London, “For King and Country”

I owe this blog an entry about the last couple of days of my trip (ten days, to be exact). I’m actually in awe of my colleagues because they’re all so on it and my procrastinating self has put me into some kind of, “Okay, I’m really not writing as much as I should be” bind.

And lo, today, I won’t be writing about the course. I want to write about something I participated in: Parabolic Theatre’s “For King and Country,” which the company describes as an immersive theatrical experience.

What is the difference between immersive theatre and an immersive theatrical experience? How is interactive theatre different from immersive theatre? What differentiates an immersive theatrical experience from a live game? What differentiates a live game from a process drama? It sounds as if I’m nitpicking (and maybe I am), but it helps me set my expectations as a participant and frames how I analyze things as a scholar.

For example, it wouldn’t be fair for me to evaluate “For King and Country” as a process drama because it wasn’t meant to be a reflective, dialogical experience. (At least, it didn’t give me that impression.) While there were moments that invited dialogue, they were moments that served to move the story forward and not really establish any kind of relationship or introspection in the participants. One way to think about it, I suppose, is, “For King and Country” is a live MMORPG where one’s choices affect the outcome of the story (or not). Game mechanics-wise, if I were to think about the core mechanic Parabolic Theatre used, I’d say it was a fairly straightforward resource allocating/cause and effect mechanic, i.e., “I put so-and-so in this situation. I move the troops in this direction…and after a round, the outcome is.” There was also a voting mechanic implemented at certain stages of the game.

It was certainly theatrically expressed (live actors, immersive set), but was it theatre? Was it drama?

There was conflict. There was tension. There were audience members-in-role, but were we there to “live in the moment” or just “achieve our objective?” While one could argue that this is self-determined by the participant (because God knows you can phone in a process drama too), but the experience also was structurally built to be more objective driven. (We did have a time limit after all. Process dramas are greedier about time.)

I enjoyed the experience immensely, but I’m feeling a sense of frustration because while it was novel, I left the space not feeling connected to anyone or anything. Of course this is my particular predisposition towards a certain kind of participatory theatrical experience, but it just felt so casual at the end. Like a one night stand, crudely speaking. Not that I’ve engaged in one, but to just use its connotation: a one night stand can be exciting and it could leave you feeling invigorated and empowered the next morning, but it could also leave you cold because the connection is so fleeting.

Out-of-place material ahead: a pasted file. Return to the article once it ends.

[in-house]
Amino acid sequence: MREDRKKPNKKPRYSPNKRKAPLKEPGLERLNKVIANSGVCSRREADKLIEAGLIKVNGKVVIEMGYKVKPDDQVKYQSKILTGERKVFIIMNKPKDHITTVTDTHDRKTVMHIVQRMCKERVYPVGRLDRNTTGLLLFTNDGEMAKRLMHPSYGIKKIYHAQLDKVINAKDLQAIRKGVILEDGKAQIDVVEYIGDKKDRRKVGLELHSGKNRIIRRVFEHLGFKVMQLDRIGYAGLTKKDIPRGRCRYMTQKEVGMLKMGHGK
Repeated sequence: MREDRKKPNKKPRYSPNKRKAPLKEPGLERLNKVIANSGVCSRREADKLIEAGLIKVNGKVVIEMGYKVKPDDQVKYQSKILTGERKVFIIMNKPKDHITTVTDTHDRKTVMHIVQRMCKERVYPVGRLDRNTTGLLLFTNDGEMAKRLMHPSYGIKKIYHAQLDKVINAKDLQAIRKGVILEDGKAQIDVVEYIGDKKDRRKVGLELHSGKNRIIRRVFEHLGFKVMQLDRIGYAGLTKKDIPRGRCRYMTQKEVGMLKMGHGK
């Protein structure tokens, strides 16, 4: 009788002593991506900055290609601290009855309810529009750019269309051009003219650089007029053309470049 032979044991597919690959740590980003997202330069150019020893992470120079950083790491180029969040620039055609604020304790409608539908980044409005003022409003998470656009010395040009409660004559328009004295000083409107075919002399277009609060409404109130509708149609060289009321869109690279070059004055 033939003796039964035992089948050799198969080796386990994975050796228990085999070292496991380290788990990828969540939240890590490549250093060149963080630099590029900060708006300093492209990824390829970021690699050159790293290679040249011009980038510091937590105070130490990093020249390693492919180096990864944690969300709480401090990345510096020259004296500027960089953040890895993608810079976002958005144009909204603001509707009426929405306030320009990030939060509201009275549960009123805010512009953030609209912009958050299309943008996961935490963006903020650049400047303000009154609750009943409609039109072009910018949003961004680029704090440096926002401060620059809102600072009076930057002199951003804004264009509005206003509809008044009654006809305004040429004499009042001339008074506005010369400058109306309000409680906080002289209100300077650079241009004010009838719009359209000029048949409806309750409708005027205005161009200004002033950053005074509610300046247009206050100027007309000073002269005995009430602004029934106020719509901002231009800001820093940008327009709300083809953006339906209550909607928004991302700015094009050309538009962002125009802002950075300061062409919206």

Of course process drama can have a similar result, but because it isn’t as objective driven as it is reflection driven, it feels different in the inside. (Cecily’s process drama, for instance, took me on a roller coaster ride. I didn’t expect to feel so much, but I did.)

Having said that, is my feeling of a lack of engagement in “For King and Country” a result of my not engaging as much or the nature of the work? I honestly don’t know. But I really do feel the decision-making process was prioritized over any kind of meaty, moral dilemma.

That said, I would say “For King and Country” is a genuine immersive theatrical experience compared to Ma-Yi and Ars Nova’s “K-Pop.” While “K-Pop” was a fun romp through a Korean entertainment agency’s “factory,” there were no genuine choices being made. There were points where discussions could have been had, but they weren’t pursued. But perhaps there’s a difference between “immersive” and “immersive and participatory.” I’d say “K-Pop” is more of the former, while “For King and Country” is the latter.

(I’m probably not being coherent, but I need to rattle out my thoughts now while I still have them.)

I’m feeling a bit grumpy about not “playing well,” however. I became rather melancholy in the middle of the day because I was hit with my usual self-doubt of, “Am I doing my best? Is it manifesting? Hahah, you’re probably not, Laura.” I came up with a very clever, self-pitying phrase awhile ago, but it escapes me: “I stay quiet, I miss opportunities; I talk, I’m a know-it-all.” I don’t know. And being here in London just does something to my words. I feel like I’ve been sounding like a proper fool whenever I talk. But anyway, this is where I’ll end my post before I descent into a self-pity spiral of doom.